Citizen movement, business and democracy

Systems are designed to deliver. Business organizations are meant to ‘create customer’ by providing satisfying value. ‘Consumption is the sole end and purpose of all production’ (Adam Smith). Consumer formed the centre of neo classical economics. Marshall proposed that goods that provide consumer with greatest satisfaction, pleasure or utility will be bought. But are consumers actually provided with goods which do greatest good for them or for the producers? The market mechanism eventually creates a power structure tilted in favor of the producers and consumers generally are reduced to receiving end.

Consumer movement took roots in the US in early twenties with the publication of a number of books which brought the fraudulent and unfair business practices. In response to subversion of consumer interest the fragmented atomized structure of consumer system began to organize into a cohesive countervailing force. An organized chorus was raised for the State to enact legislation designed to protect consumer interest against unscrupulous business practices. The response of business to this development was predictable. Consumer movement was perceived to be a direct threat.

Democratic system produces two classes by a process of free electoral selection. The exercise of franchise produces an asymmetric power distribution. The very idea of ‘for the people, by the people and of the people’ gets subverted when people here implies the people elected not the electorate. The organization of people either as consumers or citizens is symptomatic of malaise in the system.
Faced with disillusionment, initially it is an attempt in communication which can escalate into seizure. The business took organizing consumers with a pinch of salt, like a threat to their interest. Similar seems to be the response of people in power to recent outpouring of people on Indian streets.


There cannot be a better gift than an idea for improvement. Many companies consider consumer complaints as free feedback about what plagues the system. The complainers are often rewarded and encouraged. British Airways under stewardship of Sir Marshall systematically promoted complaining behavior in order to discover areas of improvement. Systems exist for the so called ‘subjects’. The recent public outcries about laws against sexual crimes and corruption are two important ‘ingredients or features’ that people want from ‘product’ of governance. These two presented a golden brand revitalization opportunity to politicians and political parties but they failed miserably.

Like marketers and their products must reflect the needs and wants of their consumers, the government must produce outcomes that are in sync with the sentiment of its people.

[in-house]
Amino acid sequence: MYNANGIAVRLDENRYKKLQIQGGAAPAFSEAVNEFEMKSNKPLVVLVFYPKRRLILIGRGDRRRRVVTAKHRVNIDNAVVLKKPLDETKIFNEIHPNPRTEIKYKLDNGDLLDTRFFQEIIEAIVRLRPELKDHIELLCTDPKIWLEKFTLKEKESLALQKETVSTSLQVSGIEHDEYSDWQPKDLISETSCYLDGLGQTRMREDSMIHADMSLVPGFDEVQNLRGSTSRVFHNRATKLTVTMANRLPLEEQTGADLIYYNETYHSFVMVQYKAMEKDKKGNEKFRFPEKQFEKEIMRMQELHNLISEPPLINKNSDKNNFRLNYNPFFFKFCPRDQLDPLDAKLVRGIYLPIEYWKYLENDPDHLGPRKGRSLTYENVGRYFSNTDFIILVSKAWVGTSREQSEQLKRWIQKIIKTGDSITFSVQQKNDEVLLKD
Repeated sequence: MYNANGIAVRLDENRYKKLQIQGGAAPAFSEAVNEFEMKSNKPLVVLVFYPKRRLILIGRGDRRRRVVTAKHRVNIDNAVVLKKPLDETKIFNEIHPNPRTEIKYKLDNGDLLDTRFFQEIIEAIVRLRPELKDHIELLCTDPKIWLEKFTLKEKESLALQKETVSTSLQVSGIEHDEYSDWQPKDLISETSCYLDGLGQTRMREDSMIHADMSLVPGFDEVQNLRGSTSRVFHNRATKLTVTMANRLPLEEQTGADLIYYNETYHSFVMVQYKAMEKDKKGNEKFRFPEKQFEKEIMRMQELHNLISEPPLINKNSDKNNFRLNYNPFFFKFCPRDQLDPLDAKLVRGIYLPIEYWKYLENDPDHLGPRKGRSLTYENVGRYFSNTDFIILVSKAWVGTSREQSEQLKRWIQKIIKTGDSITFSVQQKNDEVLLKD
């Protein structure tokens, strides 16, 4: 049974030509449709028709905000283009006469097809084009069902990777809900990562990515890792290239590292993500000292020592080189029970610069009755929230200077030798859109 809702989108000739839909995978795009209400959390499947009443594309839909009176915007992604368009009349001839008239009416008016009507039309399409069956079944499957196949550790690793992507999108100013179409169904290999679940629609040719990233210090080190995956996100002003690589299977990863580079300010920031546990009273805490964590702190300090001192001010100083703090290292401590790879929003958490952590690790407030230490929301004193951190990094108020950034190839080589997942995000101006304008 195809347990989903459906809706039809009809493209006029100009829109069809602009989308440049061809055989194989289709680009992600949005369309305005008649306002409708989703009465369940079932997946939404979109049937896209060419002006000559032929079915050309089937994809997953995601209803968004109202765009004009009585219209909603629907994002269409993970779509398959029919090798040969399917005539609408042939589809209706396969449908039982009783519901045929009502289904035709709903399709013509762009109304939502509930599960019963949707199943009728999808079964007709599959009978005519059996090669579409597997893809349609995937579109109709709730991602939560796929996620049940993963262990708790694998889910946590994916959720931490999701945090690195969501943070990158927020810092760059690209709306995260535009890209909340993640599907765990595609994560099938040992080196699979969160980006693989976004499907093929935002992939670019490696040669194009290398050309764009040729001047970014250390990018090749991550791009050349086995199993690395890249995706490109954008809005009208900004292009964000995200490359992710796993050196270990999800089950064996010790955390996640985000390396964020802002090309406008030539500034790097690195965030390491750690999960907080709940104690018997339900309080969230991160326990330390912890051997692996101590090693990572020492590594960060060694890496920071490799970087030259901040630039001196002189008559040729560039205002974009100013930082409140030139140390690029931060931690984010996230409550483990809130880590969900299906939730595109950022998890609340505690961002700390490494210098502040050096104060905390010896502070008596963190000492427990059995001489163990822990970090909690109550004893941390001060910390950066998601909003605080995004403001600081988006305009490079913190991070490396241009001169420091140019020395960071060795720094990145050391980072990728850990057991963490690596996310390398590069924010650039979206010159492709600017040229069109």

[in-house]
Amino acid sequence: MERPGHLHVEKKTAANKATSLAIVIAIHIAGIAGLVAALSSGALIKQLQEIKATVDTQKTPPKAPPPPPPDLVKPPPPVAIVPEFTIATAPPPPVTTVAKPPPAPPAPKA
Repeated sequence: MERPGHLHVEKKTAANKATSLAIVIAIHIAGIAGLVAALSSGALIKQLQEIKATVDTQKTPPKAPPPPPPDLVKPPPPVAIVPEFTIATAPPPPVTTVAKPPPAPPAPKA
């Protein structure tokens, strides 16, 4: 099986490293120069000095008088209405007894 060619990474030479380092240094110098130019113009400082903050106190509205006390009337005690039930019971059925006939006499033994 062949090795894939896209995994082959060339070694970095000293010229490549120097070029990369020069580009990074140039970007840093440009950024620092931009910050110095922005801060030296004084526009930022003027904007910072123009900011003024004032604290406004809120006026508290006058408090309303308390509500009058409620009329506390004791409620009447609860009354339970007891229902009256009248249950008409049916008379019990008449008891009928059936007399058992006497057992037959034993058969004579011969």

Parliament, its instrumentality, anti-corruption crusade and marketing

The recent anticorruption movement has been perceived as a ‘threat to Indian democracy’ and ‘attack on the parliament’ by many. It is a matter of perception and debate whether the anti-corruption crusade is an attack on the ‘institution’ or its current way of functioning. It is important here to establish the ‘instrumentality’ of the institution. Some issues are important to consider here:

  • Is the institution of parliament an end or means?
  • If it is a means then its ends must be located outside its boundary?
  • What are the terminal goals or ends that it seeks to achieve?
  • Where are these goals located?

What happens when the members of an institution hijack the institution into serving their own goals?

The instrumentality of the Parliament is established by the preamble of the Constitution:

WE, THE PEOPLE OF INDIA, having solemnly resolved to constitute India into a SOVEREIGN SOCIALIST SECULAR DEMOCRATIC REPUBLIC and to secure to all its citizens:JUSTICE, social, economic and political;LIBERTY, of thought, expression, belief, faith and worship;

EQUALITY of status and of opportunity;

and to promote among them all

FRATERNITY assuring the dignity of the individual and the unity and integrity of the Nation;


There is no ambiguity in the stated goals or ends for the achievement of which the institution of parliament exists. But the cause of concern an agitation is germane in the fact that to a large section of Indian citizens it appears that the institution has been made an instrument of self-satisfaction and self-aggrandizement. The detachment and distinction between individual goals and institutional goals is critical first condition for the effective functioning of any system.

The same principle governs the working of business systems. An incorporated firm or company is bestowed with a separate and distinct status from its owners or managers (technically called separate entity concept).   A strict separation must be maintained between goals and interest of the Parliament and its members. Like the companies have charters and vision/mission statements, our Parliament has the Constitution to provide goals and guides to its functioning.

Business firms suffer a risk of becoming instruments of satisfaction by its members (internal goals displacing the organizational goals- goal displacement). The internal constituencies and their heads (different business departments and their heads) have an inherent tendency to view the organization from their own narrow angles and perspectives.  Almost similar tendencies could be found in our institution of governance. Different scams and instances of miss governance provide evidence to this goals displacement.